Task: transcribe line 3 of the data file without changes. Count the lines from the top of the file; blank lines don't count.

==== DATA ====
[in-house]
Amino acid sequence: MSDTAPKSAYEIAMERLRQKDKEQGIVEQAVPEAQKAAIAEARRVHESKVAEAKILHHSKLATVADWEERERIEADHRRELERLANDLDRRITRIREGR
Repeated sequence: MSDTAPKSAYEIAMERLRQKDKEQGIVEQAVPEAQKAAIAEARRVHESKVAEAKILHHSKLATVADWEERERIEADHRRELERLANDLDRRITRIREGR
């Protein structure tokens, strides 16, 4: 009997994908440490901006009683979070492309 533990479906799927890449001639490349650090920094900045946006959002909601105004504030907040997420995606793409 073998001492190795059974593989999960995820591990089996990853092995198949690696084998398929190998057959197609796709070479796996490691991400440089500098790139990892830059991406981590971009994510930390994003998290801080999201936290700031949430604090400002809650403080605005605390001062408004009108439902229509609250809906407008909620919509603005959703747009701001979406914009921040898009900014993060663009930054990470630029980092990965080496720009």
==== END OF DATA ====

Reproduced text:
Repeated sequence: MSDTAPKSAYEIAMERLRQKDKEQGIVEQAVPEAQKAAIAEARRVHESKVAEAKILHHSKLATVADWEERERIEADHRRELERLANDLDRRITRIREGR